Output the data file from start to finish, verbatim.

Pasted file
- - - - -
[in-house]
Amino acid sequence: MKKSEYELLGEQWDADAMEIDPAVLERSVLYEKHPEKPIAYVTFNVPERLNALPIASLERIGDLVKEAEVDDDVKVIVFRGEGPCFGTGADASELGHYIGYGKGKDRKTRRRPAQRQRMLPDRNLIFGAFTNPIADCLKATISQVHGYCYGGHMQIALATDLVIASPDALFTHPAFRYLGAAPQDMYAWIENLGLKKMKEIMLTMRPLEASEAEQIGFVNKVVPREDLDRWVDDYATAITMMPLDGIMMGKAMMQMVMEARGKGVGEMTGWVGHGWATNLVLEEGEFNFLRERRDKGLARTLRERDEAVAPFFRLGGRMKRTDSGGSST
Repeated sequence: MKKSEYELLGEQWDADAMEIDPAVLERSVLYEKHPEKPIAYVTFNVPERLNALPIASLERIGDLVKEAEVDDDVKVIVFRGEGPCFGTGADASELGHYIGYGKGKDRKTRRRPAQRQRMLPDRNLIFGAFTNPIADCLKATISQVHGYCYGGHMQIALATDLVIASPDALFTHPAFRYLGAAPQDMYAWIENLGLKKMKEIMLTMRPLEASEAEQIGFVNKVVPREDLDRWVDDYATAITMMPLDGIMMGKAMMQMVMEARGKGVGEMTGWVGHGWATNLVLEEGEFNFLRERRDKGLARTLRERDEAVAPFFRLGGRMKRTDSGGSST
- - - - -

[in-house]
Amino acid sequence: MKKSEYELLGEQWDADAMEIDPAVLERSVLYEKHPEKPIAYVTFNVPERLNALPIASLERIGDLVKEAEVDDDVKVIVFRGEGPCFGTGADASELGHYIGYGKGKDRKTRRRPAQRQRMLPDRNLIFGAFTNPIADCLKATISQVHGYCYGGHMQIALATDLVIASPDALFTHPAFRYLGAAPQDMYAWIENLGLKKMKEIMLTMRPLEASEAEQIGFVNKVVPREDLDRWVDDYATAITMMPLDGIMMGKAMMQMVMEARGKGVGEMTGWVGHGWATNLVLEEGEFNFLRERRDKGLARTLRERDEAVAPFFRLGGRMKRTDSGGSST
Repeated sequence: MKKSEYELLGEQWDADAMEIDPAVLERSVLYEKHPEKPIAYVTFNVPERLNALPIASLERIGDLVKEAEVDDDVKVIVFRGEGPCFGTGADASELGHYIGYGKGKDRKTRRRPAQRQRMLPDRNLIFGAFTNPIADCLKATISQVHGYCYGGHMQIALATDLVIASPDALFTHPAFRYLGAAPQDMYAWIENLGLKKMKEIMLTMRPLEASEAEQIGFVNKVVPREDLDRWVDDYATAITMMPLDGIMMGKAMMQMVMEARGKGVGEMTGWVGHGWATNLVLEEGEFNFLRERRDKGLARTLRERDEAVAPFFRLGGRMKRTDSGGSST